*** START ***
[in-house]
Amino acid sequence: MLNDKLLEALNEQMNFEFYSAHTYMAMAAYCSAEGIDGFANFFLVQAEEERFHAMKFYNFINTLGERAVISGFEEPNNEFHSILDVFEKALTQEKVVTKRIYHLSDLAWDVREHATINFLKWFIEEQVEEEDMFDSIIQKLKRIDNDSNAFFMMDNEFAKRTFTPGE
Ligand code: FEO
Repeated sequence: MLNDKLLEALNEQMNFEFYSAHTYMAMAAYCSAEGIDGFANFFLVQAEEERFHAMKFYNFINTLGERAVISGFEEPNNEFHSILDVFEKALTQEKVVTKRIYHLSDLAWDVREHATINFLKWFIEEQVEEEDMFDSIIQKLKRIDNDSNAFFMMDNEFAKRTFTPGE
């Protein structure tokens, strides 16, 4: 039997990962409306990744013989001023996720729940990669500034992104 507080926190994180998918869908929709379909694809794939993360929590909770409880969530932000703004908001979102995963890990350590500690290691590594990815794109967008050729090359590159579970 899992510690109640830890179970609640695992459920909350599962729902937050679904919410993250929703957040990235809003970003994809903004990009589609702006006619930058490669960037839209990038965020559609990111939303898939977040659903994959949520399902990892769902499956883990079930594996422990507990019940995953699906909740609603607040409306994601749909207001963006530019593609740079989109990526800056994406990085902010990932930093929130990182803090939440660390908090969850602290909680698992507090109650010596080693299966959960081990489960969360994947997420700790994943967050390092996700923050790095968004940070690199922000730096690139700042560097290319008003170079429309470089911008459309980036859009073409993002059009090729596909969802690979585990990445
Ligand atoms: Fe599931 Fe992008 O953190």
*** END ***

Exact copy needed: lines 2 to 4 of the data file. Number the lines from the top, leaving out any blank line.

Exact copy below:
Amino acid sequence: MLNDKLLEALNEQMNFEFYSAHTYMAMAAYCSAEGIDGFANFFLVQAEEERFHAMKFYNFINTLGERAVISGFEEPNNEFHSILDVFEKALTQEKVVTKRIYHLSDLAWDVREHATINFLKWFIEEQVEEEDMFDSIIQKLKRIDNDSNAFFMMDNEFAKRTFTPGE
Ligand code: FEO
Repeated sequence: MLNDKLLEALNEQMNFEFYSAHTYMAMAAYCSAEGIDGFANFFLVQAEEERFHAMKFYNFINTLGERAVISGFEEPNNEFHSILDVFEKALTQEKVVTKRIYHLSDLAWDVREHATINFLKWFIEEQVEEEDMFDSIIQKLKRIDNDSNAFFMMDNEFAKRTFTPGE